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    This session covers fourteen papers from different authors: 1. The Sheep Industry Business Innovation project, Bruce Mullan, Sheep Industry Development Director, Department of Agriculture and Food, Western Australia 2. Western Australian sheep stocktake, Kate Pritchett and Kimbal Curtis, Research Officers, Department of Agriculture and Food, Western Australia 3. Wool demand and supply - short term volatility, long term opportunities, Chris Wilcox, Principal of Poimena Analysis 4. Lifetime management for maternal ewes, Mike Hyder, Research Officer, Department of Agriculture and Food, Western Australia 5. National Livestock Identification System (NLIS) for sheep and goats - what is the NLIS database? Leigh Sonnermann, Biosecurity Officer, Department of Agriculture and Food, Western Australia 6. Myths, Facts and the role of animal welfare in farming, Lynne Bradshaw, president, RSPCA WA 7. Latest research and development on breech strike prevention, Geoff Lindon, Manager Productivity and Animal Welfare, AWI 8. Lamb Survival Initiative and 100% Club, Katherine Davies, Development Officer, Department of Agriculture and Food, Western Australia 9. How to boost your lamb survival, Joe Young, Sheep Consultant, R.B. Young and Son 10. Using genomic technology to increase genetic gain, Stephen Lee, School of Animal and Veterinary Sciences, University of Adelaide and Sheep Cooperative Research Centre (CRC) & Ian Robertson, Merinotech WA 11. Economics of feed lotting - to feed-lot or not?, Lucy Anderton, Economist, Department of Agriculture and Food, Western Australia 12. Anameka and other shrubs to fill feed gaps, Hayley Norman CSIRO & Ed Barrett-Lennard UWA & Department of Agriculture and Food, Western Australia 13. Sheep industry traineeships - encouraging a new generation of farmers, Jackie Jarvis, Consultant, Agrifood Labour & Skills 14. Opportunities and challenges facing youth in the sheep and wool industry, Ben Patrick, Yarrawonga Stu

    Sheep Updates 2015 - Katanning

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    This session covers fourteen papers from different authors: 1. The Sheep Industry Business Innovation project, Bruce Mullan, Sheep Industry Development Director, Department of Agriculture and Food, Western Australia 2. Western Australian sheep stocktake, Kate Pritchett and Kimbal Curtis, Research Officers, Department of Agriculture and Food, Western Australia 3. Wool demand and supply - short term volatility, long term opportunities, Chris Wilcox, Principal of Poimena Analysis 4. Lifetime management for maternal ewes, Mike Hyder, Research Officer, Department of Agriculture and Food, Western Australia 5. National Livestock Identification System (NLIS) for sheep and goats - what is the NLIS database? Leigh Sonnermann, Biosecurity Officer, Department of Agriculture and Food, Western Australia 6. Myths, Facts and the role of animal welfare in farming, Lynne Bradshaw, president, RSPCA WA 7. Latest research and development on breech strike prevention, Geoff Lindon, Manager Productivity and Animal Welfare, AWI 8. Lamb Survival Initiative and 100% Club, Katherine Davies, Development Officer, Department of Agriculture and Food, Western Australia 9. How to boost your lamb survival, Joe Young, Sheep Consultant, R.B. Young and Son 10. Using genomic technology to increase genetic gain, Stephen Lee, School of Animal and Veterinary Sciences, University of Adelaide and Sheep Cooperative Research Centre (CRC) & Ian Robertson, Merinotech WA 11. Economics of feed lotting - to feed-lot or not?, Lucy Anderton, Economist, Department of Agriculture and Food, Western Australia 12. Anameka and other shrubs to fill feed gaps, Hayley Norman CSIRO & Ed Barrett-Lennard UWA & Department of Agriculture and Food, Western Australia 13. Sheep industry traineeships - encouraging a new generation of farmers, Jackie Jarvis, Consultant, Agrifood Labour & Skills 14. Opportunities and challenges facing youth in the sheep and wool industry, Ben Patrick, Yarrawonga Stu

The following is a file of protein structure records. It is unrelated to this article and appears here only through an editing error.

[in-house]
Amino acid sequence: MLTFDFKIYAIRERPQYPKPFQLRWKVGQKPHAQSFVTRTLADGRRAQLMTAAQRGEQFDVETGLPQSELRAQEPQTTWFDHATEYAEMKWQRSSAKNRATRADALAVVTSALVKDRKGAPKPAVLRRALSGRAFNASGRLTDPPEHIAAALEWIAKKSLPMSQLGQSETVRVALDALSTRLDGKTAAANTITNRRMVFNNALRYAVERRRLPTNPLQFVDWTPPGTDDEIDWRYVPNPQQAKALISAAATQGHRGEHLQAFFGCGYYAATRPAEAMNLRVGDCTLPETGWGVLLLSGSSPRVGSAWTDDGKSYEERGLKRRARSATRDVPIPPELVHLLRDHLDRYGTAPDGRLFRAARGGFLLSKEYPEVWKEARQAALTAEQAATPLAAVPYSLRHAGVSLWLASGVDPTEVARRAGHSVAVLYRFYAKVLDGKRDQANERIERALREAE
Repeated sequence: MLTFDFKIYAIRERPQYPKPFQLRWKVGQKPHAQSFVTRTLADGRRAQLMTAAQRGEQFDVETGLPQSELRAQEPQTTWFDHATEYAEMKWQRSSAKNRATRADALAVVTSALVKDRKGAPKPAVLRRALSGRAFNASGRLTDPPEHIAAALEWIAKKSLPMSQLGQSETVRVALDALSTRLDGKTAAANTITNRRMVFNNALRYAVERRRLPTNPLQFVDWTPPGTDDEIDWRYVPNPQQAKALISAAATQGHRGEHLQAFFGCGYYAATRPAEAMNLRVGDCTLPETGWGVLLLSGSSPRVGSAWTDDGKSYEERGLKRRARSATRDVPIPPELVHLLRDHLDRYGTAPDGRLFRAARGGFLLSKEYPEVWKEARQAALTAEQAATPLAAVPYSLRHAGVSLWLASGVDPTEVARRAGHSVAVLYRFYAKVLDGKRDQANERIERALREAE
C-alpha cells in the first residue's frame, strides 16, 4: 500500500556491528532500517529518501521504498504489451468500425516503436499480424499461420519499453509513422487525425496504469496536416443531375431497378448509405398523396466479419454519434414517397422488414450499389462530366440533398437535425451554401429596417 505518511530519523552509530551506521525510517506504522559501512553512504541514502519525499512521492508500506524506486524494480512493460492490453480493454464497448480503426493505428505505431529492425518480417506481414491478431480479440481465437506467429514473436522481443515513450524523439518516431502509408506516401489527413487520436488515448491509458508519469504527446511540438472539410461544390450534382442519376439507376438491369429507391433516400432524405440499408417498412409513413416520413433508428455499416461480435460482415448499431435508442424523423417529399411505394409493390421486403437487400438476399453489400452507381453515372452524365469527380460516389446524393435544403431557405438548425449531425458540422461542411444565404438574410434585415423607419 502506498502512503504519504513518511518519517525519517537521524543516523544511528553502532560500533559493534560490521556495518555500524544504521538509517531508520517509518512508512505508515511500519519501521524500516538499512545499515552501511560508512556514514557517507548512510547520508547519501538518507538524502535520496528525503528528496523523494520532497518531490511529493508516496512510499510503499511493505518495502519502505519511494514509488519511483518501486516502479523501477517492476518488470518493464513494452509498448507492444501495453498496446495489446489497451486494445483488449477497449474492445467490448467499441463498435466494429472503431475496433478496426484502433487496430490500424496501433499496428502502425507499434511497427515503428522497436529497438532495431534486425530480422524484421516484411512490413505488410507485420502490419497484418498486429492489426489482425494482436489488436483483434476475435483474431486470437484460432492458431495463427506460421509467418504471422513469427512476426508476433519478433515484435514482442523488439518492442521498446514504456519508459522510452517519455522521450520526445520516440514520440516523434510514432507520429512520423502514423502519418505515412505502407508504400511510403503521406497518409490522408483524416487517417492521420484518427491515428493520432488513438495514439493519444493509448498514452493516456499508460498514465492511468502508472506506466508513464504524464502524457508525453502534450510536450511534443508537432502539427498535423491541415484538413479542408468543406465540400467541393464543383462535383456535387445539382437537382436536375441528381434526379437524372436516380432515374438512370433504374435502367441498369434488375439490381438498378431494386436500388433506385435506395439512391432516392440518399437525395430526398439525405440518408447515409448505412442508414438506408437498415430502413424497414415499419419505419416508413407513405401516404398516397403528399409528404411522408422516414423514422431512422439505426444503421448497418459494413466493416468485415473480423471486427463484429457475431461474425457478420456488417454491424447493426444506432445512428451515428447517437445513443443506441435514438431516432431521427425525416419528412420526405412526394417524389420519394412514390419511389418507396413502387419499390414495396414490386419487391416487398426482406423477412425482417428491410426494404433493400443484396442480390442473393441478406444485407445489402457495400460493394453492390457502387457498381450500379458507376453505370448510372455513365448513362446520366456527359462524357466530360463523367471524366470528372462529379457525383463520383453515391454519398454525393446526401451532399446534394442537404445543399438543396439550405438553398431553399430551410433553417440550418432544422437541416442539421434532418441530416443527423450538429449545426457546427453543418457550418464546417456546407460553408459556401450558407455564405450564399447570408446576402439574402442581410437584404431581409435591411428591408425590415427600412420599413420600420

A Neurodisparity Index of Nationwide Access to Neurological Health Care in Northern Ireland.